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Chayet & Danzo LLC

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Addressing breach of fiduciary concerns

On Behalf of | Dec 11, 2019 | Elder Law, Executors, Fiduciaries, Guardianships & Conservatorships, Probate Litigation |

A professional may pad billing statements claiming extra hours managing a trust for a disabled client. A son or daughter might claim he or she was just borrowing from mom’s account to explain missing money. What can be done to identify these issues, stop the damage and recover missing/misappropriated funds.

A conservator – possibly a loved one or a professional third party – is a type of fiduciary, meaning they are responsible for overseeing another individual’s financial affairs. That might include paying bills, making investments or buying necessary items. As a fiduciary, the conservator must act in the best interests of this other individual (referred to as the protected person).

Sadly, that doesn’t always happen. Instead, some people take advantage of this power for personal gain.

How it happens

The nature of a conservator’s role is financial. This often allows them unfettered access to bank accounts, and authorizes them to make transactions. Because of this, it can be easy for an abuser to:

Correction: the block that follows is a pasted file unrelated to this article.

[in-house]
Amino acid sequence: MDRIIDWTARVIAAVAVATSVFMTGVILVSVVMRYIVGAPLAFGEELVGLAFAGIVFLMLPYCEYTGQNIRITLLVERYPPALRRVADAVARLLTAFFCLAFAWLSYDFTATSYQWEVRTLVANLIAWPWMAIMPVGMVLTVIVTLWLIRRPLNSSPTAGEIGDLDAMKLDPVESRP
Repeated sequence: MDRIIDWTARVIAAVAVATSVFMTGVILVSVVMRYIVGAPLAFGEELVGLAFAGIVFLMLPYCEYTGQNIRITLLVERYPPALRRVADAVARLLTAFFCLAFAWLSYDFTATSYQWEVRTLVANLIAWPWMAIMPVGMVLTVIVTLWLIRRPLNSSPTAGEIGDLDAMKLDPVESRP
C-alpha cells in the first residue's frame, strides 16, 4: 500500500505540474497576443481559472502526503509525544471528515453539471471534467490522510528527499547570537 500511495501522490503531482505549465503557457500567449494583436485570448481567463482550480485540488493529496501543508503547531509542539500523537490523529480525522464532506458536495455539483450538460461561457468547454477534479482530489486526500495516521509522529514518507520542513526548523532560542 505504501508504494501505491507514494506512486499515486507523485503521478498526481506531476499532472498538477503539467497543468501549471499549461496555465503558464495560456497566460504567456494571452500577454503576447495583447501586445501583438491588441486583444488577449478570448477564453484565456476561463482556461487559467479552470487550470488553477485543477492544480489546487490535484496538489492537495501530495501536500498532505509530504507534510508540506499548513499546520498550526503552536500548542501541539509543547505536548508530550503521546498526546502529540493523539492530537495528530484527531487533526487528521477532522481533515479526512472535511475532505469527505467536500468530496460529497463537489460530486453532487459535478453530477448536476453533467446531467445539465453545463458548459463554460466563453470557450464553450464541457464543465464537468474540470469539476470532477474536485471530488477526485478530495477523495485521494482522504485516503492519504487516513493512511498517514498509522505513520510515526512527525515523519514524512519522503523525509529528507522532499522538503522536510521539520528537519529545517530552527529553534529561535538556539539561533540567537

• Take a protected person’s money and use it for themselves
  • Overbill the client for services
  • Borrow money from the client
  • Engage in self-dealing, profiting from the role beyond charging a reasonable fee

Who is most often at fault

Sometimes a family member or loved one serves as conservator, but in other circumstances, the courts may appoint a conservator to watch over a protected person’s finances. While many people often think of professionals siphoning money from a victim, in reality, it is often a family member.

One federal study found financial exploitation committed by someone in a fiduciary role was more common and usually resulted in a greater monetary loss. On average, if a fiduciary was involved, it resulted in a loss of $83,600 for the victim.

In addition, the same was true when the older adult knew the suspect. A family member responsible for the exploitation caused an average loss of $42,700, while a stranger in the role resulted in an average loss of $17,000.

What to do if you have concerns

If you are worried about an aging family member, talk about your concerns and be on on the lookout for potential warning signs. The sooner that issues are identified, the sooner that they can be addressed. A request to remove a conservator is one way to get the conduct to stop. Other legal avenues may allow you to recover funds, but fast action is usually required.

Also consider utilizing other mechanisms (such as power of attorney) to help prevent financial exploitation before it begins. No amount of planning ahead can avoid all subsequent bad actions, however working with an experienced estate planning attorney who knows and has seen what can go wrong may be enough to avoid certain temptations.